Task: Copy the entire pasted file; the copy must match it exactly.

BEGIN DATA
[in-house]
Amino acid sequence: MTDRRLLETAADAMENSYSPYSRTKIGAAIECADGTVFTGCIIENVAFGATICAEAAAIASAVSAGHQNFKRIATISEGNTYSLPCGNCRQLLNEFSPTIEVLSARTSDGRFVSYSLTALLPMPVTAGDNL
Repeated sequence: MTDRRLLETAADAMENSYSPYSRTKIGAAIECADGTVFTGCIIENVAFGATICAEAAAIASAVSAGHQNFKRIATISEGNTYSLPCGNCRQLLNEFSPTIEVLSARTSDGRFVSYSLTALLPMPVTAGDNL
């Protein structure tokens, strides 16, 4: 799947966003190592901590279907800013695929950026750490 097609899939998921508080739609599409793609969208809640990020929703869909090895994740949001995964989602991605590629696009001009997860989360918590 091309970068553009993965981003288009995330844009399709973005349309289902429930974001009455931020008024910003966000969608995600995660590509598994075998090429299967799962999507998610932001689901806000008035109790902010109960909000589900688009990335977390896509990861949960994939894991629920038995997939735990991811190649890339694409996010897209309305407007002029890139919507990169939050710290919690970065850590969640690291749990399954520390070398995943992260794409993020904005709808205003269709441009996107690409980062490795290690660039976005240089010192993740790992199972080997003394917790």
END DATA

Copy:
[in-house]
Amino acid sequence: MTDRRLLETAADAMENSYSPYSRTKIGAAIECADGTVFTGCIIENVAFGATICAEAAAIASAVSAGHQNFKRIATISEGNTYSLPCGNCRQLLNEFSPTIEVLSARTSDGRFVSYSLTALLPMPVTAGDNL
Repeated sequence: MTDRRLLETAADAMENSYSPYSRTKIGAAIECADGTVFTGCIIENVAFGATICAEAAAIASAVSAGHQNFKRIATISEGNTYSLPCGNCRQLLNEFSPTIEVLSARTSDGRFVSYSLTALLPMPVTAGDNL
């Protein structure tokens, strides 16, 4: 799947966003190592901590279907800013695929950026750490 097609899939998921508080739609599409793609969208809640990020929703869909090895994740949001995964989602991605590629696009001009997860989360918590 091309970068553009993965981003288009995330844009399709973005349309289902429930974001009455931020008024910003966000969608995600995660590509598994075998090429299967799962999507998610932001689901806000008035109790902010109960909000589900688009990335977390896509990861949960994939894991629920038995997939735990991811190649890339694409996010897209309305407007002029890139919507990169939050710290919690970065850590969640690291749990399954520390070398995943992260794409993020904005709808205003269709441009996107690409980062490795290690660039976005240089010192993740790992199972080997003394917790």